NEWCOMB FIELD has resided in his handsome home and on his farm of one hundred acres for the past twenty-nine years. He was born in Oneida County, March 9, 1820, the son of Lincoln Field, who was born in Massachusetts in 1784, and died at Durhamville, Oneida County, in 1834. He was the son of John
Field, who was a soldier in the Revolution, and for his services received a pension. He moved to New York State from Massachusetts about the close of the eighteenth century with his wife and seven children, making the trip by ox-team and covered wagon, bringing with him the sum of twelve hundred dollars in silver, which in those days was considered a goodly fortune. He bought three hundred acres of land, including the very site on which is now the village of Durhamville. He was a man of the strictest integrity and honesty, and an interesting incident of his traits of character is told in the following story. He was associated with one James Hulbert in raising a crop of rye; and when they came to divide it, by putting it into two separate heaps, Mr. Hulbert commenced to carry a part of his share over to Field’s heap, as he maintained that the latter had done the most work in raising the crop. But Grandfather Field sturdily objected to the transfer, and between the honesty of the one and the determination of the other they nearly
came to blows. History does not say how the matter was eventually settled. This old gentleman was one of twenty-two children by one mother.
Lincoln Field, the father of our subject, was the youngest of four sons; and his wife was Miss Fannie Newcomb, of Schoharie, N.Y., daughter of Rev. Benjamin Newcomb, one of the first Baptist ministers in the section. They were married about 1819, when Mr. Field was a sub-contractor on the construction of the Erie Canal, and his young wife did the cooking for sixty men employed on that section. Our subject distinctly remembers the celebration over the completion of this great artery of commerce. His parents built a log house on the farm, where Newcomb, their first child was born. They reared three sons and two daughters, and buried two children in infancy. Those living are: Newcomb; Harriet, wife of William Vroman, of Madison, Wis., a wealthy man, and retired from business; Ellen, wife of Charles Holt, editor of the Kankakee
Gazette, of Kankakee, Ill. The father of these children was drafted in the War of 1812, but
served only a few months.
The subject of this sketch received but a limited education in the log school-house of his village; but he eagerly sought the best of reading, including extensive history, which he often read by the aid of his tallow-dip until daylight. He was a great deal with his grandfather, with whom he was a favorite; and many lessons of wisdom were learned by him from the experience of the old gentleman. He was but fourteen years of age when his father died; and he became the head of the family, and proudly claims that since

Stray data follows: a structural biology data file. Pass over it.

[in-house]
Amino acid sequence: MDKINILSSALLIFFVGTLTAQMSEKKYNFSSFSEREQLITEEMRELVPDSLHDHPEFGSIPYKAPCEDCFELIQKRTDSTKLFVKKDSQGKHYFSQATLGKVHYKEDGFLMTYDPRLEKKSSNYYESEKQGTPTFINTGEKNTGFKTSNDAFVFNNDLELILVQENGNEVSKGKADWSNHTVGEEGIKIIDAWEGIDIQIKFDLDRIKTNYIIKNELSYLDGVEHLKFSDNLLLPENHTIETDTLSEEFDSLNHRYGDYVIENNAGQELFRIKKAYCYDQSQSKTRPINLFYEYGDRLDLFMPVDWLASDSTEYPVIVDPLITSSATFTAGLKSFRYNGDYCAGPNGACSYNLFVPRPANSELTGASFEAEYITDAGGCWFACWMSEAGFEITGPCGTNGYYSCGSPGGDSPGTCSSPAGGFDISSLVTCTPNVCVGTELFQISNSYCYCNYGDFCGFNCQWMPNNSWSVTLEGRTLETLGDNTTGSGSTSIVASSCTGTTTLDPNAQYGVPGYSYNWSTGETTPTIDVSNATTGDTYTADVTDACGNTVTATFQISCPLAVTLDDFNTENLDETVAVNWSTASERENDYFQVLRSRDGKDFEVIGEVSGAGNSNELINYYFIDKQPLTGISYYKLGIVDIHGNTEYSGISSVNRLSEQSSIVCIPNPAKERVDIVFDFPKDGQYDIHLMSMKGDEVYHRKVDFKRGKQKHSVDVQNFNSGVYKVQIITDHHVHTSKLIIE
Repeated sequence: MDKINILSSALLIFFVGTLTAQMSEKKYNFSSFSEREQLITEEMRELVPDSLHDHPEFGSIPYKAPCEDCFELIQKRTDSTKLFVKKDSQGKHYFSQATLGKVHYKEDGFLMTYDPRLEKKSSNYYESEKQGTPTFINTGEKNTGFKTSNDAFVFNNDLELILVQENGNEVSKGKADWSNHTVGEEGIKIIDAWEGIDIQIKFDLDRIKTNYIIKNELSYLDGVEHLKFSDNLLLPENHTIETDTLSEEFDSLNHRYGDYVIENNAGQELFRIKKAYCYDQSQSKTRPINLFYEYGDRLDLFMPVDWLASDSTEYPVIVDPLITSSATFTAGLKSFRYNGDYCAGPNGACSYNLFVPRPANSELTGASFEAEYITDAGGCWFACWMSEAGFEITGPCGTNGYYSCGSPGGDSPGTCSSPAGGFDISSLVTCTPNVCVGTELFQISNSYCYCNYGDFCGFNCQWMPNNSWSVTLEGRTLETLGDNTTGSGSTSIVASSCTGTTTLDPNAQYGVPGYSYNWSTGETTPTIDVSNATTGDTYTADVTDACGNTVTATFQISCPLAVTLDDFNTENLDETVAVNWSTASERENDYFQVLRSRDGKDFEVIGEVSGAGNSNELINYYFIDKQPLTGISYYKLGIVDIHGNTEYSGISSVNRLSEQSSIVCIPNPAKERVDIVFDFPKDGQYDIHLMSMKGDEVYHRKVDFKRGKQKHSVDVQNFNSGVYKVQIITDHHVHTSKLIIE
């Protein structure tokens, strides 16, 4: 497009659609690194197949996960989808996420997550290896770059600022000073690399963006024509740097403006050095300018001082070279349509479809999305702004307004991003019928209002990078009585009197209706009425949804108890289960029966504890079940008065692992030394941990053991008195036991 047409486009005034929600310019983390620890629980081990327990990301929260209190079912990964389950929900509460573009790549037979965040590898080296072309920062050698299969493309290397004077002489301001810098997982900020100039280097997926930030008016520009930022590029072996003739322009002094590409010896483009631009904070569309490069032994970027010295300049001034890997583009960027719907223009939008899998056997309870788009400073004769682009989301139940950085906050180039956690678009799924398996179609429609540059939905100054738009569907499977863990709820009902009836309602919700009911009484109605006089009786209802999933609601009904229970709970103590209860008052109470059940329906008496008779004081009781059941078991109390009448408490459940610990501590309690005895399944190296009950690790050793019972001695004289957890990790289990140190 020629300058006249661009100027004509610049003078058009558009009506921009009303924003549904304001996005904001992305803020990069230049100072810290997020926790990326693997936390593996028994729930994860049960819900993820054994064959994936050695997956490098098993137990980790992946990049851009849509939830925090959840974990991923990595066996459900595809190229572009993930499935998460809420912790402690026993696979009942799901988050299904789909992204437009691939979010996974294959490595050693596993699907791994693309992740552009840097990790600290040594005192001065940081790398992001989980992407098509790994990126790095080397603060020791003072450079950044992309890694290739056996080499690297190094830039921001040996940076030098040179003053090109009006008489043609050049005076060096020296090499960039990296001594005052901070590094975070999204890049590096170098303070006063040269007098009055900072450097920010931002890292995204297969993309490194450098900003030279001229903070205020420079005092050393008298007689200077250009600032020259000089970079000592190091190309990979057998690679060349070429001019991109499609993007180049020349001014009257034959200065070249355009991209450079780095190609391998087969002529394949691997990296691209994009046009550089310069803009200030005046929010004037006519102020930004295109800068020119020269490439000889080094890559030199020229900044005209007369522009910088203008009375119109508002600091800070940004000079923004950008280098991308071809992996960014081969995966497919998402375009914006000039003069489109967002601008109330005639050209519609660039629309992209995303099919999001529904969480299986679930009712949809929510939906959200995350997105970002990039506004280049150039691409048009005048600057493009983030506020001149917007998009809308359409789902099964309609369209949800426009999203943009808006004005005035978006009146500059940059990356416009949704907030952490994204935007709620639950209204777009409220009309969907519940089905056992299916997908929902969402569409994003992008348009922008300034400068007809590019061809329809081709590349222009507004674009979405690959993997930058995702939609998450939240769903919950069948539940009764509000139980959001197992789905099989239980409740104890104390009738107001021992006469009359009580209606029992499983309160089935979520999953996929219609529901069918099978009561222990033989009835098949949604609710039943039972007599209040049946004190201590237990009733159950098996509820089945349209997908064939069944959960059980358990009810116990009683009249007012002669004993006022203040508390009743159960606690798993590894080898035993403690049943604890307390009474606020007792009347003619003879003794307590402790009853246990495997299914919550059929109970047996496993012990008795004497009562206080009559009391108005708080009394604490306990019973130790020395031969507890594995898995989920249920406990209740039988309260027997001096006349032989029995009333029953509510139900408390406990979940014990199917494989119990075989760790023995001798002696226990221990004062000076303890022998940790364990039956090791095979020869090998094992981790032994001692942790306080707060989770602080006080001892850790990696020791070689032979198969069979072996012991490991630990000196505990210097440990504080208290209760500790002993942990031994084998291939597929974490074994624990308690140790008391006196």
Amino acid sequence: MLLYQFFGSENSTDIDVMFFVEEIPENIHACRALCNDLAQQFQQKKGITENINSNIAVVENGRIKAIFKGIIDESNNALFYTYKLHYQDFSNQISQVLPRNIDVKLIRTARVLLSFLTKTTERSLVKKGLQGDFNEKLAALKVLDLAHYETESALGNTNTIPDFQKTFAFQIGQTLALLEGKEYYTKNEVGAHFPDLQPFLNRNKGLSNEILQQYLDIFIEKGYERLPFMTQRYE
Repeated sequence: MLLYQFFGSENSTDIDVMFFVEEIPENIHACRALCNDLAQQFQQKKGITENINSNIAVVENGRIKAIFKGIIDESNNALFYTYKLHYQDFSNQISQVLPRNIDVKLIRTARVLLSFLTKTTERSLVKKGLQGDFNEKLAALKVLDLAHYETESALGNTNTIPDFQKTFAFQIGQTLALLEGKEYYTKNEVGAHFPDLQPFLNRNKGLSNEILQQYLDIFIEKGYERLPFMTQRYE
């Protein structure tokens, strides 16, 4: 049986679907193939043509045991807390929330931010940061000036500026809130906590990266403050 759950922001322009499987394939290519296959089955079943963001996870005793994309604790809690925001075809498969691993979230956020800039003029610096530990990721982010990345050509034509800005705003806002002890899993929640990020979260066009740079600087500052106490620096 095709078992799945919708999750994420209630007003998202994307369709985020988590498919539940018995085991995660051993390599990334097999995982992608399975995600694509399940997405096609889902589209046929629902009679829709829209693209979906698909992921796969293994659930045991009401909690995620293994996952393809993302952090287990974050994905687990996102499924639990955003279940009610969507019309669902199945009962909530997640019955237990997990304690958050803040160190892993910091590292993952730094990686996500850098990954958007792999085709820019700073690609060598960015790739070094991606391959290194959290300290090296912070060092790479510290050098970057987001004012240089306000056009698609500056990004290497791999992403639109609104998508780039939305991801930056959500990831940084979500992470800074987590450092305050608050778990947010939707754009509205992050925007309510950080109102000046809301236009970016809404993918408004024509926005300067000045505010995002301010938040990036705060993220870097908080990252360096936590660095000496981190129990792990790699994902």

then he has been able to maintain his credit and meet his debts.
Mr. Field has been twice married, his first wife being Miss Nancy Briggs, of Massachusetts, a niece of Governor Briggs, of that state. She bore him one son, Romanzo L. Field, a farmer of Canastota, and the father of two daughters. Mrs. Field died in 1851, aged thirty years; and in March, 1862, Miss Melissa A. Ransom became Mr. Field’s second wife. She was born in Steuben, Oneida County, in 1824, daughter of Dyer D. Ransom, a Baptist clergyman. He died in 1850, aged sixty-four years, leaving a widow and six
children, all daughters, of whom Mrs. Field was the third in order of birth. She has three sisters living. Her mother died in 1869, at the age of seventy-five years.
Mr. Field has been a dealer in general groceries, and has always been a farmer. In 1865 he purchased his present elegant farm, for which he paid twelve thousand dollars. He has thirteen acres devoted to hop-growing, and averages on thousand pounds to the acre. In one year that was especially productive
he raised two thousand two hundred pounds to the acre. He raised small fruits, and has a fine orchard of apples, pears, and plums. His dairy consists of about eight good cows. Mr. and Mrs. Field, although uniformly prosperous, have sustained a great loss in the death of their daughter, Fanny, a talented,
beautiful girl, who was being educated in the Madison (Wis.) University. She was but twenty-two years of age, and had every promise of a long and happy life, when her untimely death occurred, leaving her parents
almost crushed by this sudden blow. One other child remains, Miss Florence, who was educated at Brockport, N. Y., and resides at home.
Mr. Field is a Master Mason, and has been an Odd Fellow. Politically, he follows and upholds the Republican party. He was Auditor for his town for one year. The family are adherents of the Baptist religion, and are valued members of their church, their daily lives being true evidences of the sincerity of
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